I myself served on average 25 – 30 transactions within a 15 minute period. That is 2 transactions per minute. That is NOT 2 customers per minute as 1 transaction is a payment being registered through the till. So, 1 transaction is anything from 1 customer to a group of 3, 5, 8 people. If you were too slow, your boss was on your case. So, the 1 minute per customer is bogus as staff turn into robots and are constantly on electricity without stopping.
What is so ridiculous is that most customers neither open their eyes, nor care to know how stressful this is physically and mentally on employees.
Very rarely does a customer speak out:
Amy Sharpe from the Sunday Mirror who went undercover in Pret after having read my blog also points out the stress:
“I am at a central London branch, where 10 staff vie for space, muttering apologies as we collide and stretch across one another to grab pastries and bags. I make green teas and filter coffees while my other drinks orders are prepared. It’s stressful and confusing and the queue makes it even more so.
All the while, staff must be alert to the issue of allergens.
One barista tells me the cramped service area is a ‘nightmare’.
He says: “If I’m next to you, you have to shout. If you don’t shout I can make a mistake. A person can grab the wrong coffee. Make mistakes and the customer gets mad. You’ve got to focus, stay calm.“
The cramped work areas are big problems in most Prets, be it front or back of house. Coffee makers have very little space to work, but are expected to make perfect coffees within 1 minute in an extreme stressful environment, often under harsh management, force to smile like an acrobat!
Even a sink directly in front of the left coffee machine, no space to work properly.
This problem is also in the kitchen, stock rooms, changing rooms and other back of house areas:
Customer areas are increased to get as many customers = money in as possible; staff areas are decreased. This then creates multiple problems, not only on the mental strain of staff but customers lives as mistakes happen quickly as with labelling I collected in another post “Ongoing issues, hospitalization, mislabelling…“:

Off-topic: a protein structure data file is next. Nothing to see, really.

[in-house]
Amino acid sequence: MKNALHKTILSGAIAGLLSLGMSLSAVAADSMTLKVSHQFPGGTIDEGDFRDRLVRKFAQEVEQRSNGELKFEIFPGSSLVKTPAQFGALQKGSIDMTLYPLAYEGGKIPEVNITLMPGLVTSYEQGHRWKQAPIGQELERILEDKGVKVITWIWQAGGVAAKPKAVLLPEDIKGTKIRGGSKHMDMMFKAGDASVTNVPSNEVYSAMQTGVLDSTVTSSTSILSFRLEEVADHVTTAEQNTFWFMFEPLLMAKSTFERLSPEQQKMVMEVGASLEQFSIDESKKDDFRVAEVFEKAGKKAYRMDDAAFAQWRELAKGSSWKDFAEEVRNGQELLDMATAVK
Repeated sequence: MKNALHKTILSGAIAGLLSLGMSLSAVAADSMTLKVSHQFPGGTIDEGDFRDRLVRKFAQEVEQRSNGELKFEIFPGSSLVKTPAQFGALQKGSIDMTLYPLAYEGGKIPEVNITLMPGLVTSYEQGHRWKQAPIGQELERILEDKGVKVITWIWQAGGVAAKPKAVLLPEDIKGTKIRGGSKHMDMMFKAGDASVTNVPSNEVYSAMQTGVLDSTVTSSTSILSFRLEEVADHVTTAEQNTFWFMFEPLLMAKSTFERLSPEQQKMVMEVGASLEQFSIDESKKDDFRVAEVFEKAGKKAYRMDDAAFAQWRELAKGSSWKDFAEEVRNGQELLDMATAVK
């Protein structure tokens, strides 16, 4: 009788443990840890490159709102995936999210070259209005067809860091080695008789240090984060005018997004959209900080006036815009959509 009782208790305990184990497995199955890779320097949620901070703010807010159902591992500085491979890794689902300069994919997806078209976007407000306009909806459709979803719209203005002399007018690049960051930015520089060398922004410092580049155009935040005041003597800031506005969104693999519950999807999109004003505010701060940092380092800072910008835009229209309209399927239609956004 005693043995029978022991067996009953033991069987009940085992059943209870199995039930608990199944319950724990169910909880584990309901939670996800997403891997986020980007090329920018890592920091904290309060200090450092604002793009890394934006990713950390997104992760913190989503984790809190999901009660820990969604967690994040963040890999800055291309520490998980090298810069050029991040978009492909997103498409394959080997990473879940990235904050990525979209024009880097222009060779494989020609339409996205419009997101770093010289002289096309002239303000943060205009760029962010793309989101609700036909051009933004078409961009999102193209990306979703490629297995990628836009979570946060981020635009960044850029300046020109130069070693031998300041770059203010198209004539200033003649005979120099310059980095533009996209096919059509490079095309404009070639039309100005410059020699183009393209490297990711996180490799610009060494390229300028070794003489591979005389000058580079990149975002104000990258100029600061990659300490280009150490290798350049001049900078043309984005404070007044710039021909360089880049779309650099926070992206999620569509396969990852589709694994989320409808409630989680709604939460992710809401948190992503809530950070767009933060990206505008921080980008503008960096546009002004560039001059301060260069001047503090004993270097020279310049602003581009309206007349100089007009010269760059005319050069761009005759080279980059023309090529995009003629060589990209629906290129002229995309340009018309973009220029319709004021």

One shop I worked in had only ONE multitask room: office, staff changing room with lockers, fridges, freezers, stock room, hot chef soup prep area, chemical room for cleaning materials etc and to top it all, illegally the rubbish room next to the food prep area! This shop was the worst shop I’ve worked in. This photo is from 2015 and after years like this, Pret was forced to expand the work space to separate the rubbish for health and safety reasons. This room was medium size and approx. 15 square meters max. A total nightmare.
Here are just few of the results of the 1 minute pressure, fear management and the cramped working areas that customers care to go on Twitter:
Back of house issues:
CHICKEN instead of VEGAN soup
PORK instead of VEGGIE pot
Before the customer deaths became public several customers asked Pret to label products, but the generic response from Pret was just to shift blame, and that was that.
etc. etc. etc.
These things continue even now, and it would take a much longer blog entry to list them here.
The pressure on staff to work so fast or get threatened with their job security puts not only customer lives at risk, but the mental strain on staff is horrendous.
Pret: “We aim to connect with every customer with eye contact, a smile and some polite remarks. Rate the engagement level of the person who served you at the till.”
MS: “I was not treated at the till or given a smile…”
Link Tweets on the reason why staff are “always” so “happy”, from the former Pret employee who was fired for having started a Union
For extensive insight into the humiliating Mystery Shopper requirements and “Emotional Labour” the press called it >>> How companies force Emotional Labour on Low Paid Workers
I worked at Pret A Manger and survived systemic workplace bullying during bereavement that involved HR, the top leadership, HQ and even the now “retired” former CEO Clive Schlee. I declined 4 settlement offers if I am silent about my ordeal. But I rather starve and speak out to help others. For an overview of important blog entries of my experience with Pret, please visit “My Ordeal with Pret A Manger”. The little arrow to the right next to each heading will lead directly to the post.
I tell my story for the first time verbally in below audio player interview on a podcast by The Adam Paradox, and wrote an article in the Scottish Left Review.
Thank you for reading/listening.